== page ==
By Chris Hefner
I have quite a few habits I observe every day. For example, after dinner each night, I find a sweet treat, usually Oreos and milk, to finish dinner.
In the mornings, I make a pot of coffee and drink at least a cup each day. Also, in the mornings, I make time to read the Bible and pray.
You have habits as well. Habits (good or bad) form who we are. Have you considered what your habits say about you?
Someone once said, “Watch your thoughts for they become words. Watch your words for they become actions. Watch your actions for they become habits. Watch your habits, for they become your character. And watch your character, for it becomes your destiny! What we think we become.”
We’re the product of our regular habits. In his book, The Power of Habit, Charles Duhigg suggests that habits have a cycle of routine, habit, and reward.
In other words, we do out of habit, because we experience a benefit or reward from it. Our habits say a lot about us. So, what do your worship habits say about you?
Last fall, I preached a sermon series entitled “Habits of Healthy Church Members.” The series highlighted habits that reflect our church mission.
At Wilkesboro Baptist, our mission is to lead our neighbors and the nations to follow Jesus by worshiping, learning, serving, and replicating. We noted three habits for each step in our church’s mission.
In today’s article, I’m recommending three worship habits for spiritually healthy pastors.
Habit #1—Humbly prepare for worship.
One of my fellow pastors refers to the “unrelenting tyranny of the Sunday” regarding the regularity of sermon preparation and delivery.
If you’re anything like me, you have study and preparation routines throughout the week to make sure you’re ready for each Sunday.
It’s all too easy, however, to get so caught up in the reading, writing, and sermon preparation that I neglect prayer and personal application.
If you want to be spiritually healthy as a pastor, remember your need to prepare humbly. Build prayer and confession time into your office schedule and sermon preparation.
If God doesn’t draw hearts, there won’t be any lasting fruit, regardless of your skill, preparation, giftedness, and delivery.
Habit #2—Intentionally engage in worship.
I know, you’re reading this and thinking, “How can I be more engaged? I’m preaching.” Well, what about the other aspects of worship?
Are you singing with the congregation? Are you listening to the other portions of the service? Are you engaged by focusing on God, or distracted trying to remember the points of your sermon?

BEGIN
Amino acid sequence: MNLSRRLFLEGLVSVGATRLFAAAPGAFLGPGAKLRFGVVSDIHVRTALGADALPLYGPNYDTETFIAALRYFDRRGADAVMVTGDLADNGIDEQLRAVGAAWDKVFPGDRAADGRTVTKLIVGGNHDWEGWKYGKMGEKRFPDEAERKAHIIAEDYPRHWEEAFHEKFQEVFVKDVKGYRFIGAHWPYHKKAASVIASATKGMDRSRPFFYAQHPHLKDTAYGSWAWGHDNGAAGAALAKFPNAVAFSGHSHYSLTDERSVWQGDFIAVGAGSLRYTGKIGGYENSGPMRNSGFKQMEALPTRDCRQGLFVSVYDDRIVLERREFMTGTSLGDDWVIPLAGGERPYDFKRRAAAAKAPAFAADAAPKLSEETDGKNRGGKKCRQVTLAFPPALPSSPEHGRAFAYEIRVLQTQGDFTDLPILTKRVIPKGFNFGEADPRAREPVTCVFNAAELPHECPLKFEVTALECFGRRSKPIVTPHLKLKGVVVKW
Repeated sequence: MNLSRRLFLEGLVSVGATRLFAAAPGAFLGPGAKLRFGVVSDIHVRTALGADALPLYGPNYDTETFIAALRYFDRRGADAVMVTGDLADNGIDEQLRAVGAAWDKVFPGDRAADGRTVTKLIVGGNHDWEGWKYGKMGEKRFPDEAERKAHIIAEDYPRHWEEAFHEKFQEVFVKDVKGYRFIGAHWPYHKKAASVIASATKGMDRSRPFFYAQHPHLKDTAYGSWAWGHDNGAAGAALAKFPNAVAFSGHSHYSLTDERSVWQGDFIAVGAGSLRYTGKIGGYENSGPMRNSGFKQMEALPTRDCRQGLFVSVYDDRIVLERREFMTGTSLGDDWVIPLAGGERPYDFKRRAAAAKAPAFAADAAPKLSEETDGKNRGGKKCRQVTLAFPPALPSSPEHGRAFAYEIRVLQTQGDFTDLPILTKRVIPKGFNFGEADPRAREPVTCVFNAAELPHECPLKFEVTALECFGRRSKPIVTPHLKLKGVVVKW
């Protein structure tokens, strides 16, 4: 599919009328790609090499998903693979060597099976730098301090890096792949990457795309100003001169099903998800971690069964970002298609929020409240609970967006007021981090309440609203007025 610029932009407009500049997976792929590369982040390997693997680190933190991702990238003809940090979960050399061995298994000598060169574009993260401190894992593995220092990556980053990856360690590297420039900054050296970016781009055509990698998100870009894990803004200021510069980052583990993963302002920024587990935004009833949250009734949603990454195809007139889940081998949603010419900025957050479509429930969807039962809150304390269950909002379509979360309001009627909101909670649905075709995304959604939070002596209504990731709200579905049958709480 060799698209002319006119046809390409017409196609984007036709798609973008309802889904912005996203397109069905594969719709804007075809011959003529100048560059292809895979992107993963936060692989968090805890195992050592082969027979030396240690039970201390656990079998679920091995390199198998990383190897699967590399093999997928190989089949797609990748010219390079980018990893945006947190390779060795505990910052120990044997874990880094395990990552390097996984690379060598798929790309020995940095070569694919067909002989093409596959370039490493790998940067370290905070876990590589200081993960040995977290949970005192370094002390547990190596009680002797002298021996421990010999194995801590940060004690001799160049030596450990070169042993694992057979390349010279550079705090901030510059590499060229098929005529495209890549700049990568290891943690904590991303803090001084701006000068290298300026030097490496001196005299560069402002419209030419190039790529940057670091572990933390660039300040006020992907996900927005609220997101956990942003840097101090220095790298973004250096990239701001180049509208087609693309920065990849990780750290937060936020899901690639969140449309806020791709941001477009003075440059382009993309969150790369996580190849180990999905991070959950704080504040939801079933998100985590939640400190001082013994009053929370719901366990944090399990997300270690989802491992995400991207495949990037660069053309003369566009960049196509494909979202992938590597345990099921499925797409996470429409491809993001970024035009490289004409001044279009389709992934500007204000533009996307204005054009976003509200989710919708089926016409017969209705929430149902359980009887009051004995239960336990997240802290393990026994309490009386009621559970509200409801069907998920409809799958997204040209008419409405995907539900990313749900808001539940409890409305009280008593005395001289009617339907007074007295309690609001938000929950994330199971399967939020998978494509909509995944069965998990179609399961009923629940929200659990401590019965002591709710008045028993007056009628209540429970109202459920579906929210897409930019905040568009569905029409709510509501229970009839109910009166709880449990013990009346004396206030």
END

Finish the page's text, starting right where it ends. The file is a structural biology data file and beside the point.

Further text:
Pastor, you’re the lead worshiper in your church. If you don’t sing, engage, and connect with the worship aspects in your services, how can you expect your congregation to participate?
Finish sermon preparation before entering your sanctuary or worship center. Be engaged as you worship. Worship isn’t merely an activity to attend; it’s an attitude to reflect.
You and your congregation will benefit greatly. More importantly, you’ll honor God with your worshipful engagement.
Habit #3—Give generously as worship.
I have no idea how many pastors give a tithe or more than a tithe. But I know and believe this: pastors are the leaders in their congregations.
If they’re not generous, how can they ask for generosity of others? Before you balk and say, “But you don’t know how much I make. It’s barely enough to make it each week,” stop and ask yourself:
“Has God ever failed to meet my need?” In my life, the answer is a resounding, “No.”
Trust God and give generously. He’ll provide. Trust God and give forgetfully. It only matters to God what you give. Don’t focus on it, and certainly don’t broadcast it.
Giving generously will remind you you’re part of the congregation you serve. It’ll create an attitude of investment and healthy ownership in your church community. It’ll also make you more like Christ.
Simple habits, right? Maybe simple, but profound in their influence.
In the next several months, I’ll post about the healthy habits of pastors in their learning, serving, and replicating. I know these aren’t exhaustive; they’re basic.
But basic habits lived out regularly develop us into growing and fruitful followers of Jesus. What are some other worship habits we should adopt? I’d love to hear from you.
CHRIS HEFNER (@chrishefner) is husband to a beautiful wife and fantastic mommy, Jean Hefner, daddy of two little boys, William and Nathan, and senior pastor at Wilkesboro Baptist Church in Wilkesboro, North Carolina. He’s also professor of Western Civilization and Apologetics at Fruitland Baptist Bible College and Ph.D. graduate from the Billy Graham School of The Southern Baptist Theological Seminary.